DULUTH, Ga. — The Kentucky roster shows only one Jennifer O'Neill, but there were actually two who played for UK on Saturday night in the SEC Tournament semifinals against No. 12 Georgia.
First-Half Jennifer O'Neill started the game with a turnover, then an airballed three-pointer. She finished the first half with one point, one rebound, one assist — and four turnovers.
With its floor general misfiring, No. 7 Kentucky turned in a half of basketball (7-for-27 shooting; nine turnovers) so ugly it had to scare children and trailed the Bulldogs 24-19.
Had First-Half Jennifer O'Neill returned for half two, Kentucky's dreams of claiming its first SEC Tournament title since 1982 were headed for a quick death.
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Fortunately for UK, Second-Half Jennifer O'Neill was a very different person.
The 5-foot-6 product of the Bronx, N.Y., scored eight points to launch a 15-2 Kentucky run to start the second half. She finished the game relentlessly pushing the pace, dishing out nifty assists and protecting the basketball as if it had a million dollars sewn inside it.
Second-Half Jennifer O'Neill ignited a withering 41-14 UK blitzkrieg of Georgia after halftime. That turned the five-point halftime deficit into a 60-38 Wildcats victory and put Kentucky into the SEC title game for the third time in the past four seasons.
UK (27-4) will face Texas A&M (23-9) — a team it beat twice during the regular season — at 6 p.m. Sunday in The Arena at Gwinnett Center.
"We came down here with the idea of winning the championship," Kentucky Coach Matthew Mitchell said.
Added UK star A'dia Mathies: "We came down here to cut down nets."
Before halftime, UK looked like anything but a championship team. The Cats were out of sync offensively, were being demolished (12-3) on the offensive glass and, uncharacteristically, the normally high-energy Cats were being outhustled.
Kentucky's point guard play was also suffering.
Mitchell had seen First-Half Jennifer O'Neill before. In Kentucky's three SEC losses — at South Carolina, Georgia at home and at LSU — the little sophomore guard missed 24 of 41 shots and had 16 turnovers.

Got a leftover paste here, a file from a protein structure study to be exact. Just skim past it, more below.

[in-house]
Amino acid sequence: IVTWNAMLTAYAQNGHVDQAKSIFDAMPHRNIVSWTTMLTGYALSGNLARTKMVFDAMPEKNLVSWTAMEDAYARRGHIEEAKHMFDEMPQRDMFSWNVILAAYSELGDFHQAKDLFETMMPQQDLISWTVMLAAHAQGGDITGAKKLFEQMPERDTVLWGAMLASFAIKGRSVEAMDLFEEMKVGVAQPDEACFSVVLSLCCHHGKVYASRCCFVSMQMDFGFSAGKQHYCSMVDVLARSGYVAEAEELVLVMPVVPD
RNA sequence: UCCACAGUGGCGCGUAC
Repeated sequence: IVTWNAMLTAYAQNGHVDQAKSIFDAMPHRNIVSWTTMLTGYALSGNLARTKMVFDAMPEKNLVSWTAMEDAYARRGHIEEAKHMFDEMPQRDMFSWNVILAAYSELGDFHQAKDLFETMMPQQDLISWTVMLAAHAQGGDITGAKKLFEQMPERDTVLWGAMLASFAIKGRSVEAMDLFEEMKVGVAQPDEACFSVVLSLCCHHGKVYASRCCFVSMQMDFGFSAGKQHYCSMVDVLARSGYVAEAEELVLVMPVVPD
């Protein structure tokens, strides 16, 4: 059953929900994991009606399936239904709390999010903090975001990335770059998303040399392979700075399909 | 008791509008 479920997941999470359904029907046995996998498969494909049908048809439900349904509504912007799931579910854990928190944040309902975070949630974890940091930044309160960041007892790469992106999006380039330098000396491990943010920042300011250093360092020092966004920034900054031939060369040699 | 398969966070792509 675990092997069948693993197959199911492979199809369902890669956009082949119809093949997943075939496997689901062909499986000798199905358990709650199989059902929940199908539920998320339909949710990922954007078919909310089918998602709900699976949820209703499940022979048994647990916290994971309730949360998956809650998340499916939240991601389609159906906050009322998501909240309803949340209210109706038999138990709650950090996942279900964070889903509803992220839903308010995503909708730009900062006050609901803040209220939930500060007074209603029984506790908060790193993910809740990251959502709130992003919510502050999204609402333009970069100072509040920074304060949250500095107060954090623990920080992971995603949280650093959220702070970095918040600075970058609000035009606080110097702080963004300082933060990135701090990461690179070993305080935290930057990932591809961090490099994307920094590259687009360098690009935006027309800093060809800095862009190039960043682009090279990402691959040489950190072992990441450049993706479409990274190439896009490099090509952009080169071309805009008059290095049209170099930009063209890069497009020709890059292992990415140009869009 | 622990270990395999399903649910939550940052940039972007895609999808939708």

"The First-Half Jennifer was the Jennifer of the three losses," Mitchell said. "We were real fortunate that we weren't down more (than five)."
At halftime, the Kentucky coach addressed a spirited do-better talk to his point guard.
"He just told her she didn't have to play like she was," UK guard Bria Goss said. "Jennifer is able to take the criticism, take what he is saying instead of how he is saying it."
Said O'Neill: "I had to get my mind right for that second half. The first half, I didn't come out the way I thought I would."
Second-Half Jennifer O'Neill was so different, she should have changed uniform numbers.
After Jasmine Hassell scored on a short bank shot to put Georgia up 26-19, O'Neill answered with a three-point bomb from the top of the key. Not two minutes later, she drove right down the middle of the Georgia defense for a layup.
With 14:19 left, she splashed a trey from the left corner to complete a 15-2 UK run and put the Cats ahead 34-26. Georgia never recovered.
That was the last of O'Neill's nine points, but what she did the rest of the second half may have been more impressive. She got Kentucky into its offense and continually set up center DeNesha Stallworth (team-high 18 points) for layups with clever feeds. Second-Half Jennifer O'Neill played like the kind of point guard a team with aspirations of doing special things in March needs to have.
"The Second-Half Jennifer is the one that I think is one of the best point guards in this league," said Mitchell. "She was relentless. She pushed the pace. ... I think we are a very dangerous team when we can have her play the way we did in the second half."
When First-Half Jennifer O'Neill shows up, Mathies said it is usually because the New York guard tries too hard to do good things. "(In the second half), I think Jennifer slowed down a little bit," Mathies said. "In the first half, she was kind of antsy, she just wanted to make plays so bad."
To claim its first SEC Tournament championship since the days of Valerie Still — not to mention to make UK's first women's Final Four trip ever — Kentucky needs Second-Half Jennifer O'Neill to become Full-Game Jennifer O'Neill.